Considering Dr. Stovall's testimony as a whole we fail to see how it supports respondent's theory that the events in July merely constituted an exacerbation or aggravation of the original injury.
Dr. John K. Kelly, a neurological surgeon, was asked his opinion as to the percent of disability Hazelton sustained. To eliminate any confusion that the doctor related the disability to the original injury, a reproduction of some of the questions and answers reveals actually what the doctor's opinion was:
"Q. Do you have an opinion based on reasonable medical probability whether he has any percentage of physical disability of the whole man from the injury of September 9, 1969?
"Q. What is that opinion?
"A. As to a percentage of disability?
"A. It could be, I would say, 10 to 15 percent." (Emphasis added.)
The doctor's qualifying question (see emphasized portion of above quotation) and his corresponding answer clearly show that his opinion is devoid of any reference as to what injury caused the disability. Furthermore, when asked directly whether he had any permanent physical disability from the grease slipping incident, the doctor said:
"A. I think it would be hard for me to distinguish between disability due to an incident when he slipped in the grease and his original injury of September of 1969. I think that it is possible that the incident, when he slipped in the grease may have aggravated his original injury."
Dr. L.L. Tuveson, an orthopedic surgeon who examined respondent only once, which was prior to July, 1970, agreed with the group consultation report.
Dr. W.A. Bishop, an orthopedic surgeon who participated in and co-authored the group consultation report, unequivocally stated that the two July incidents were a re-injury to the back or a new injury. Dr. Bishop could not separate the effects of the two injuries by stating what percent of the total disability was attributable to one or the other injuries, though he did say "it was a good possibility" that at least a part of the five percent disability was related to the September injury.
Having considered all of the pertinent medical testimony, and the Commission having the obligation to resolve the medical conflict, if any, we hold that the Commission's findings that the July incidents constitute a new and independent injury and by implication that the disability is unapportionable, are reasonably supported by the evidence.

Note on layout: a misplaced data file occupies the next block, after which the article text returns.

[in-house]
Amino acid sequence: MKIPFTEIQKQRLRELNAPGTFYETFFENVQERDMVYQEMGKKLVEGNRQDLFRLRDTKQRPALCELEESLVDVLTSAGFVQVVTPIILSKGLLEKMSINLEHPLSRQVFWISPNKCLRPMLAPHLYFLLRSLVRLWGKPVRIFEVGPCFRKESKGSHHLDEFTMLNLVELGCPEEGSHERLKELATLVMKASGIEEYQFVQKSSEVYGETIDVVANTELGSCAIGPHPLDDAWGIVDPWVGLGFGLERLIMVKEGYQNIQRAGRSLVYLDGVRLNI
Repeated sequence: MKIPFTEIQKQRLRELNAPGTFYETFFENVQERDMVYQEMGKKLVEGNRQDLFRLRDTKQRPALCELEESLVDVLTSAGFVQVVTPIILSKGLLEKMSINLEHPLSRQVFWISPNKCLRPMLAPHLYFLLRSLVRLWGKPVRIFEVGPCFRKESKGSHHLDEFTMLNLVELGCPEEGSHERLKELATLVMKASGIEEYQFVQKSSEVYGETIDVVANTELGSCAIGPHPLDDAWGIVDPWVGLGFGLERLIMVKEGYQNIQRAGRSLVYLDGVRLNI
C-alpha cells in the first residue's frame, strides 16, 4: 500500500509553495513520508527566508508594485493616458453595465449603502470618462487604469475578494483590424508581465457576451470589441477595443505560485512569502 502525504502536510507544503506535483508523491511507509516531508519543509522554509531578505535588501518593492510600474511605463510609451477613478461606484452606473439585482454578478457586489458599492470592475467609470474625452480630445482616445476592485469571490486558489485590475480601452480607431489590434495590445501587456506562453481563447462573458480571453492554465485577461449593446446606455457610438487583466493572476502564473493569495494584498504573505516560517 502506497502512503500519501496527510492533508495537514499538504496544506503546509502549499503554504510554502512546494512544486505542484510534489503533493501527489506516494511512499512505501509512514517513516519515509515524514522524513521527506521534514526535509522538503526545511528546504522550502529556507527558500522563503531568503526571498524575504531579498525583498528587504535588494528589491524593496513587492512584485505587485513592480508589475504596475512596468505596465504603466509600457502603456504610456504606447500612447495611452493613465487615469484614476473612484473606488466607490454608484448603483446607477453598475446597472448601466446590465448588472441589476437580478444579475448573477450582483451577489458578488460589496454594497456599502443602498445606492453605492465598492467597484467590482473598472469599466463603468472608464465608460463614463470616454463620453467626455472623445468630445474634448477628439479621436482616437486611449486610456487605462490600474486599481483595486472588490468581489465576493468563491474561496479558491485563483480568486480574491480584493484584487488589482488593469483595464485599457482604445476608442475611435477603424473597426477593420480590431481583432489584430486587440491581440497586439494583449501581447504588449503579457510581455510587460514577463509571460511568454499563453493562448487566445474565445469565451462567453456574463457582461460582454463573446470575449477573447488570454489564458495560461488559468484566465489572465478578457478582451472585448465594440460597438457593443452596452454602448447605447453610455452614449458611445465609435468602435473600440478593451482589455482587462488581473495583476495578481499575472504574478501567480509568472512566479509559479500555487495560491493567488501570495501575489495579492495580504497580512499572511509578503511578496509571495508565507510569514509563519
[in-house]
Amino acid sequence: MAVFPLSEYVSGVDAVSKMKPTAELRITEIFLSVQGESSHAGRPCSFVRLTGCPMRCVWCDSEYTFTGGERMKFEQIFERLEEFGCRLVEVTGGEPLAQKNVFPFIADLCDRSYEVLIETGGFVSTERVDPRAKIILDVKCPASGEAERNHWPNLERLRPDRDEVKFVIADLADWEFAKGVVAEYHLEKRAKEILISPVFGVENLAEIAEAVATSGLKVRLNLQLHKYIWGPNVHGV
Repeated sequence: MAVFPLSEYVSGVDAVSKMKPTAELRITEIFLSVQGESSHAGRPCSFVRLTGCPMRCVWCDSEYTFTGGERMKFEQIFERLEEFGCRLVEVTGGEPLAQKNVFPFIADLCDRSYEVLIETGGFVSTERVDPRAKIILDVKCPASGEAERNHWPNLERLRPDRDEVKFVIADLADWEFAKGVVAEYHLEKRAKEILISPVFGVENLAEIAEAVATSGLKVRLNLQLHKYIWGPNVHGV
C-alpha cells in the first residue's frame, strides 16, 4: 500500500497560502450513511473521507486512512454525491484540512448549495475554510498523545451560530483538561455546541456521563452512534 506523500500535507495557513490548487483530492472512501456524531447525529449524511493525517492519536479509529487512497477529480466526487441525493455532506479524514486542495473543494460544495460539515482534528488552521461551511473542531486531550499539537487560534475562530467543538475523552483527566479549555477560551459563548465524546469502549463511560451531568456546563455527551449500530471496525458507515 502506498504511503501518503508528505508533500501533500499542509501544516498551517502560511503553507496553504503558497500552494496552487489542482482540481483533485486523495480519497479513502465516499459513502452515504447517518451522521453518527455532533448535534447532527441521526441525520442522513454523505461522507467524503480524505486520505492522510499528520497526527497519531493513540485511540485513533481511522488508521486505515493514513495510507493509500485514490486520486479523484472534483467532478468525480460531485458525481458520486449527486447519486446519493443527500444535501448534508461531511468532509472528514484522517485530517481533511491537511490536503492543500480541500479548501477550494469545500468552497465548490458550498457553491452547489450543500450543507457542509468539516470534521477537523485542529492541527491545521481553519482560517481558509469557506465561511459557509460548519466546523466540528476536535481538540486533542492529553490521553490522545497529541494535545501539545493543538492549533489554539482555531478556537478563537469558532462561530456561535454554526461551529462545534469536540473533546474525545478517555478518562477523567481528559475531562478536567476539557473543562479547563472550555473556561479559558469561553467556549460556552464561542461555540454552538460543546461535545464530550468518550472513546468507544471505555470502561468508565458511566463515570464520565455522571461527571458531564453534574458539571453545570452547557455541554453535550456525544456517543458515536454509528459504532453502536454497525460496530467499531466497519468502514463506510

We note that Hazelton's chronic obesity which has retarded his recovery and contributed to his present physical disability is a preexisting condition and the fact that it is impossible to designate what part of the resulting disability is attributable to this condition is of no consequence. An employer takes his employee as he is and "if an injury, operating on an existing bodily condition or predisposition, produces a further injurious result, that result is caused by the injury." Murray v. Industrial Commission, 87 Ariz. 190, 349 P.2d 627 (1960).
We therefore hold that the obesity problem is immaterial to petitioners' apportionment contention.
We now turn to petitioner's final contention, relating to whether respondent proved his claim. It is a well-established proposition of law that a claimant must prove all of the elements of his claim by a preponderance of the evidence. In re Estate of Bedwell, 104 Ariz. 443, 454 P.2d 985 (1969). This burden of proof requires an affirmative showing that the injury did in fact produce the resulting disability. Thomas v. Industrial Commission, 12 Ariz. App. 23, 467 P.2d 247 (1970). When the result of an accident is not readily apparent, the causal connection between the injury and the disability must be established by expert medical testimony. Bedel v. Industrial Commission, 5 Ariz. App. 470, 428 P.2d 134 (1967). Medical conclusions as to causation must be based upon probabilities rather than upon possibilities. Helmericks v. Airesearch Mfg. Co., 88 Ariz. 413, 357 P.2d 152 (1960). Thus, if there are two or more possible causes for a disability and the medical testimony adduced to establish causality is couched only in terms of possibilities, then the claimant has not met his burden of proof. See Beougher v. Industrial Commission, 12 Ariz. App. 469, 472 P.2d 80 (1970).
Since the testifying physicians could neither say to a degree of medical probability that Hazelton's resulting disability was caused by the September, 1969, injury, rather than by the injuries occurring in July, 1970, nor could they apportion the disability with any degree of certainty, we hold that respondent has failed to carry his burden of proof, and therefore, the award of the Industrial Commission, placing the liability for the respondent's present disability upon petitioners is patently contrary to our workmen's compensation law.
If the petitioners had been the employer and insurance carrier at the time of the second injury, then they would be liable for the resulting disability in spite of an inability to apportion. Lockhart v. Industrial Commission, 15 Ariz. App. 209, 487 P.2d 430 (1971).
Award is set aside.
HAIRE, Chief Judge Division 1, and EUBANK, J., concur.